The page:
• U.S. Pat. No. 6,370,330 discloses an “image shake detecting device for detecting a shake of an image on an image sensing plane on the basis of a video signal output from an image sensor includes detection circuits arranged to detect image displacement in a plurality of areas set on the image sensing plane, and a control microcomputer which makes a discrimination, on the basis of information output from these detection circuits, between a movement of a camera and a solo movement of a photographed object. The device thus accurately makes compensation for an image shake by judging the state of the image on the basis of information output from these detection circuits. The image shake detecting device further includes a computing circuit arranged to compute a quantity of an image shake on the basis of a difference in detecting timing of a feature point of the image and a sensitivity control circuit arranged to change the detection sensitivity of the shake detection circuits. Further disclosed is an object tracing device to which the invented image shake detecting device is applied.”[0014]
  • U.S. Pat. No. 6,441,848 discloses that a “digital camera has a sensor array which removes subject motion blur by monitoring the rate at which charge is collected by the individual sensors within the array during scene imaging. If the rate at which photons are striking the sensor varies, then the brightness of the image which the sensor is viewing must be changing. When a circuit built in to the sensor array detects that the image brightness is changing, the amount of charge collected is preserved and the time at which brightness change wag detected is recorded. Each pixel corresponding to each sensor where exposure was stopped is adjusted to the proper exposure by linearly extrapolating the exposure the sensor did receive so that the pixel corresponding to the sensor has an intensity corresponding to the dynamic range of the entire image. The image sensing array will preferably be implemented as active-pixel sensor CMOS image sensors.”[0015]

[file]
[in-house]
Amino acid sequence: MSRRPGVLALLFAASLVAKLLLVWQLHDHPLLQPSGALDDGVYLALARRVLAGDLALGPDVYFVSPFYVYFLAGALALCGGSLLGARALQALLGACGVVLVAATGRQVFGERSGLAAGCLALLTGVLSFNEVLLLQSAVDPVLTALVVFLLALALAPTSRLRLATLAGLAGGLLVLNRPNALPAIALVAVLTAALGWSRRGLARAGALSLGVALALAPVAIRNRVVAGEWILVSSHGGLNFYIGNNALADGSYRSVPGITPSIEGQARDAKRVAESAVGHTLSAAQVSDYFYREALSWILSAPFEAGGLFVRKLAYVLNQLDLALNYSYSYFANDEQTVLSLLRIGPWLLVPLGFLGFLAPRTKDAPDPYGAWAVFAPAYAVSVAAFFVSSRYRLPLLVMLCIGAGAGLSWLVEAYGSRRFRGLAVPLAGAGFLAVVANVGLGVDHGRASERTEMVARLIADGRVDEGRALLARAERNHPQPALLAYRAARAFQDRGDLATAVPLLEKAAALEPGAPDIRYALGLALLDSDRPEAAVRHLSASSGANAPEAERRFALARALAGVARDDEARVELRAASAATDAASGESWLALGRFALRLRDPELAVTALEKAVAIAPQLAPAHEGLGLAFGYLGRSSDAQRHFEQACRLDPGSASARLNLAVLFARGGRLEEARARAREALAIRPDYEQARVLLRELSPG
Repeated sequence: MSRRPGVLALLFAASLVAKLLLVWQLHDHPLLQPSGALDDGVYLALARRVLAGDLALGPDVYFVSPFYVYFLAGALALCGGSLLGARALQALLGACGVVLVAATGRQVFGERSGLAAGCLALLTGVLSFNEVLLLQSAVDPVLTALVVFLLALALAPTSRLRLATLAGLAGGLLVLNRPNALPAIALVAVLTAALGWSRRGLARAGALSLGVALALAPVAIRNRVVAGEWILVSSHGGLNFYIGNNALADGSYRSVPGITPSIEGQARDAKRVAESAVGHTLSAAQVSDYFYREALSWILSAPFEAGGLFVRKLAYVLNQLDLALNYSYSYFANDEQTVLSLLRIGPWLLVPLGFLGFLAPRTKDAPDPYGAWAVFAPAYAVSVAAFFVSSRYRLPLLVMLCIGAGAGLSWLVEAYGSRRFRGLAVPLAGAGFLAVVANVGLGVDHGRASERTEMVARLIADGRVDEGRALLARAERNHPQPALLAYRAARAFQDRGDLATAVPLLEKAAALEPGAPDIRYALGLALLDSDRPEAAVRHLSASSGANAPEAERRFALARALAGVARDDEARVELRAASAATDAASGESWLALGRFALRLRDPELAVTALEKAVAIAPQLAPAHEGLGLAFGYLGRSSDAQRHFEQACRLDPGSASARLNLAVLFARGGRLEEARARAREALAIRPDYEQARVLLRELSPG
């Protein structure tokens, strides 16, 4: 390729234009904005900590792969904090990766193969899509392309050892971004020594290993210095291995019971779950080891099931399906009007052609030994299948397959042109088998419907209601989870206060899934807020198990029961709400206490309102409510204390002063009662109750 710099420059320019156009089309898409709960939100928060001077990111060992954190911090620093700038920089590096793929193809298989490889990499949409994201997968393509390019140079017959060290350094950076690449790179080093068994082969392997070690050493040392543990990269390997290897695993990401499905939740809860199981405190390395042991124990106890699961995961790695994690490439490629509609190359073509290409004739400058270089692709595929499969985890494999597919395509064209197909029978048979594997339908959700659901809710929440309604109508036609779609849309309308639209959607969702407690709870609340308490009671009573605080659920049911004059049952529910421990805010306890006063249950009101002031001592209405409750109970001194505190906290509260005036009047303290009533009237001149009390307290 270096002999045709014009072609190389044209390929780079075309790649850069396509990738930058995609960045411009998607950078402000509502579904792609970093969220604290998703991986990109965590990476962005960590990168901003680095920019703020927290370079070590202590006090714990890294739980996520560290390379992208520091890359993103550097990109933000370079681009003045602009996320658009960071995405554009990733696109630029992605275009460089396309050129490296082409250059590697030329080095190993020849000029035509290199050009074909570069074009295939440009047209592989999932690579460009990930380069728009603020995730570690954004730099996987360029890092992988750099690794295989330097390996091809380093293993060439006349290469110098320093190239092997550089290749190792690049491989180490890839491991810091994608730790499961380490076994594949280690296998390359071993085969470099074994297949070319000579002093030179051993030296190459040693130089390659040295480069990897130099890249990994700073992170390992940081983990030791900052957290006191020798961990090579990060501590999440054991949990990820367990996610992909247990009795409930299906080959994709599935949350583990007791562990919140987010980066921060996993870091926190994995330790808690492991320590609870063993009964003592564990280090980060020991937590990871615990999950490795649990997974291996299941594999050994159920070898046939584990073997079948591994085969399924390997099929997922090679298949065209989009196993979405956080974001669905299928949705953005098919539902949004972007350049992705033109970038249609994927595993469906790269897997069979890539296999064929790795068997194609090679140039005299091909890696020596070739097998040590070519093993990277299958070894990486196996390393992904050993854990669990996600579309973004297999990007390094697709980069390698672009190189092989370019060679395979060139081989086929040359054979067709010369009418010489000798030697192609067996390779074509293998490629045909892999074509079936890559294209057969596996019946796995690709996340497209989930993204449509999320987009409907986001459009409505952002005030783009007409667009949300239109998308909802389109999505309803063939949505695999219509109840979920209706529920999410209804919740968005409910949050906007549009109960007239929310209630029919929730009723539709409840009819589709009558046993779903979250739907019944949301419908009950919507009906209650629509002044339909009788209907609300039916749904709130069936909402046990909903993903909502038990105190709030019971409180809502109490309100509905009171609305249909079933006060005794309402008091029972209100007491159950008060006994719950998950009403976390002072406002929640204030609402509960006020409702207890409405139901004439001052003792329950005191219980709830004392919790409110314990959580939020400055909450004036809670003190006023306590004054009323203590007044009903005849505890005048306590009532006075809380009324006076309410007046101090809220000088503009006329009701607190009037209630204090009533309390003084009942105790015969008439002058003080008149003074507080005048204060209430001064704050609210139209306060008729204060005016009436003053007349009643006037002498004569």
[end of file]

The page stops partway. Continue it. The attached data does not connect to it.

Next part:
• US Patent Application No. 20020131773 discloses “a system and method which allows a camera to be pre-positioned at a given location and the field of view adjusted on a picture by picture basis such that the subject of the picture is centered within the field of view and such that the focal length of the camera lens is optimal for the particular picture. Using this system and method a movable sensor would be positioned at the image to be captured and the camera would effectively swivel to align itself with that trigger based upon translation of signals received from that trigger. Additionally, information obtained from the movable trigger may be used to adjust its field of view via optical and/or digital zoom.”[0016]
  • However, none of the above-cited patents disclose or suggest the use of a motion tracking algorithm for use with a digital video camera employing zoom features. Accordingly, it is an objective of the present invention to provide for a digital video camera that employs a motion detection algorithm to keep the camera locked onto a scene when recording video images and in particular when using digital zoom features of the camera. [0017]
  • SUMMARY OF THE INVENTION
  • To accomplish the above and other objectives, the present invention provides for an improved digital video camera having motion detection circuitry that allows the camera to lock onto an image scene while recording the scene, and particularly when digital zoom features of the camera are employed. When using the present digital video camera, the user is not required to accurately aim the camera during the recording. [0018]
  • The present invention takes advantage of the fact that digital video cameras may use very large image sensors that have a resolution that is large compared to the resolution required to record good quality video. This allows for very effective and usable digital zoom. In accordance with the present invention, a smaller and smaller area of the sensor is sampled at higher and higher zoom factors. This means that when the camera is digitally zoomed, the sensor sees a much wider field of view than just the subject of interest. [0019]